GEORGIA (WSAV) — The Georgia Secretary of State’s office confirms that an issue discovered last fall may have had implications for the state’s voters. A security flaw was discovered but the Secretary of State’s Office says it was not their problem.
Secretary of State spokeswoman Candice Broce told us a security flaw was discovered at the Center for Election Systems (located at Kennesaw State University.) Apparently, the flaw was found in October but not reported to the Secretary of State’s office until March. “It is inexcusable that we were not informed earlier,” she told News 3.
Political Science Professor Bruce Mallard who lives and works in Savannah says the issue apparently involves a flaw that could have allowed voter records to be compromised. “The biggest vulnerability I think is what the Kennesaw State experience was and that is voter records,” Mallard told us. “(Hackers) could download massive amounts of voter registration information which is also a dangerous problem because you could go in and alter that, delete names for example. It would have a huge effect.”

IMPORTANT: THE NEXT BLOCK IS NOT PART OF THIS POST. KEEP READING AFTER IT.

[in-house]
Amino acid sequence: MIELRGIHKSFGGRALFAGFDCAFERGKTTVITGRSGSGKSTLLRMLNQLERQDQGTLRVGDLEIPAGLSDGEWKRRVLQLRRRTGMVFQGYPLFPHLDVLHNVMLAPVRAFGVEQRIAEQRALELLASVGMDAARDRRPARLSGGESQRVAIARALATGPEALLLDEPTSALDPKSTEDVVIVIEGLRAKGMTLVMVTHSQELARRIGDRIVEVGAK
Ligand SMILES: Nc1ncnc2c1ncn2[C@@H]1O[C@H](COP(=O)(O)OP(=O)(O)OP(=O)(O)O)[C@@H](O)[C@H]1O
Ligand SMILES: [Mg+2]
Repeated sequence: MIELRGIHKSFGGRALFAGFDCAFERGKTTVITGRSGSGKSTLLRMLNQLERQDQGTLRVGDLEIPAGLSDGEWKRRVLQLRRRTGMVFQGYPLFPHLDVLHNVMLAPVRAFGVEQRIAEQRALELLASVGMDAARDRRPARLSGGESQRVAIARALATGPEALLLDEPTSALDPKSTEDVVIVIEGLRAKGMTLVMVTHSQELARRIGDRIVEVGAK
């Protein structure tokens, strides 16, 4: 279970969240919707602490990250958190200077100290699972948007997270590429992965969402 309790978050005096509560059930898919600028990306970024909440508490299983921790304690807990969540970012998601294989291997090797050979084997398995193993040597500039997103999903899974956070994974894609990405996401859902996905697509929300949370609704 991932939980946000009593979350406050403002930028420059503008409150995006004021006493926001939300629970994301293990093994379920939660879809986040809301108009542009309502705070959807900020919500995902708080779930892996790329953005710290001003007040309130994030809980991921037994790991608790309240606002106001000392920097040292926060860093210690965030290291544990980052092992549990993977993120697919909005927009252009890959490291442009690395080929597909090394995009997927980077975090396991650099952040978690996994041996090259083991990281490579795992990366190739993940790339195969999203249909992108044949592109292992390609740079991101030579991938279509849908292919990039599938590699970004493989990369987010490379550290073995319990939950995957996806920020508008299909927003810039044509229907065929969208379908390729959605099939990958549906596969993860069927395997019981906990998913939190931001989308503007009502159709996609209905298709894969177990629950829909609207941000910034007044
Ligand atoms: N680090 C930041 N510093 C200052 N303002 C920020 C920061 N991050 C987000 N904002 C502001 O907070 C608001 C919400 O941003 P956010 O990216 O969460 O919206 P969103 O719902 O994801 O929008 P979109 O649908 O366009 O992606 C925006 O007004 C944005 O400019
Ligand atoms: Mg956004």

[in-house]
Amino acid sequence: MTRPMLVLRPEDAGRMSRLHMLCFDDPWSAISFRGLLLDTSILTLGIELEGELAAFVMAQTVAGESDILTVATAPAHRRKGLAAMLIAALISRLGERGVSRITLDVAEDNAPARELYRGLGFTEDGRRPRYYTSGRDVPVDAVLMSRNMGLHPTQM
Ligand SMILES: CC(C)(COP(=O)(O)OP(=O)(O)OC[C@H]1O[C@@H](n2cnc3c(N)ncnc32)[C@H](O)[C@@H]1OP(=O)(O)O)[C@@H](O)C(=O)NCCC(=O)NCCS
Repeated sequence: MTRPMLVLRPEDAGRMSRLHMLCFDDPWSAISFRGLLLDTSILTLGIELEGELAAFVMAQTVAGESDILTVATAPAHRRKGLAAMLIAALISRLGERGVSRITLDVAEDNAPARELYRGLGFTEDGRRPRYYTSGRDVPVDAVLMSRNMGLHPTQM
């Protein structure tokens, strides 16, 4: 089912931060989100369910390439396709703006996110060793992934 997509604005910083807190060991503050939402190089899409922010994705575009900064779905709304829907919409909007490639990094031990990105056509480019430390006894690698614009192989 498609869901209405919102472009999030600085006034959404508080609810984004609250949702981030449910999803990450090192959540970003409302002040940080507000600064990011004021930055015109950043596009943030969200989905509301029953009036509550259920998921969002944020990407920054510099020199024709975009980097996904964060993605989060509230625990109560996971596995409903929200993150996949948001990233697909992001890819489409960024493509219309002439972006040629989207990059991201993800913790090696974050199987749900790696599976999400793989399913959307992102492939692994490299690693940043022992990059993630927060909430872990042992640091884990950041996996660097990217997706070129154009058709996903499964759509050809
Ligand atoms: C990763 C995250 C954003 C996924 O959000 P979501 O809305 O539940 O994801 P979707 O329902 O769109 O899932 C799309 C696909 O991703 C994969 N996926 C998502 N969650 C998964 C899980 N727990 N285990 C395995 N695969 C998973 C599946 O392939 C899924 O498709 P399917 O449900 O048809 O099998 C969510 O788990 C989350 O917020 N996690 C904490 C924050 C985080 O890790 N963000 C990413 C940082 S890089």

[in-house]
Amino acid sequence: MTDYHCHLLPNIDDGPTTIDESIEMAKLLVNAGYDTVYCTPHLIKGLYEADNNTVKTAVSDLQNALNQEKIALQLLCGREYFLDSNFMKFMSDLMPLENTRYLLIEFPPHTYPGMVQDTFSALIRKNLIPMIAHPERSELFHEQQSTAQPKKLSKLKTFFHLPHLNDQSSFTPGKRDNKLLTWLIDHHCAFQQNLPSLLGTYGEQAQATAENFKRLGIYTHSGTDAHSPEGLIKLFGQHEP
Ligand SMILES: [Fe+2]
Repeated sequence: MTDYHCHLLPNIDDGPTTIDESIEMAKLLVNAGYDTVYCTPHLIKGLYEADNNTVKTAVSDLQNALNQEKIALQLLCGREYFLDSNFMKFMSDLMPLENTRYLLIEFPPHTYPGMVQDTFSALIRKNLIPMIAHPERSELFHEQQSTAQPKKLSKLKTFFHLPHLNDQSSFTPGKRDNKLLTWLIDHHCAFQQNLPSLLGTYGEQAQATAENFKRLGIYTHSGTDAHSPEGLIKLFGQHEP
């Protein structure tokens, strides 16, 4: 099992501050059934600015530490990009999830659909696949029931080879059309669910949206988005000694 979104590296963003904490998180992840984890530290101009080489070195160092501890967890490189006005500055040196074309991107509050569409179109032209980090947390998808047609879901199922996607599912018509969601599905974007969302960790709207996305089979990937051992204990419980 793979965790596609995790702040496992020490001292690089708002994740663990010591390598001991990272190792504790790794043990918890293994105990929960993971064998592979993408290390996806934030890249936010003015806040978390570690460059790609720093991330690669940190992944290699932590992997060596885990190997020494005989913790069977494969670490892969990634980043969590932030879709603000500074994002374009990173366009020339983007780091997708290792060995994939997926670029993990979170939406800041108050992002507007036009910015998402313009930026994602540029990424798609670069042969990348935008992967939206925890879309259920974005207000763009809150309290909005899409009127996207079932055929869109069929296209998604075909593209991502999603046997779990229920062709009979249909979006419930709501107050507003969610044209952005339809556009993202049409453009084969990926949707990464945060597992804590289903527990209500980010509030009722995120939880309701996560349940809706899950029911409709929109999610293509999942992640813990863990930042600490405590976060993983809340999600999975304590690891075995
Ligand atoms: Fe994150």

The Center for Election Systems has a contract with the state to test voting equipment and help write electronic ballots among many other duties. The state says it may cancel its contract with the entity at the end of the month. But the issue brings up increased concerns for groups like Common Cause Georgia which say the state’s overall election system is out of date.
“Our election process including the machines and all of the infrastructure is antiquated and the security breach with voter registration at KSU is just one of many problems with our voting systems,” says Sara Henderson. “We think that the fact it is kind of being kicked under the rug and not discussed and now that KSU is losing their state contract – that is just indicative of what needs to be the beginning of what needs to be a major overhaul of our system.”
Broce told us they have no reason to believe their systems were ever targeted by hackers and say none of their systems were compromised in any way. “It was a matter isolated to that location (at Kennesaw State.)”, she said.
She says Secretary of State Brian Kemp remains confident that the system overall is safe and that anyone who wants to vote in the upcoming special congressional election will be able to do so.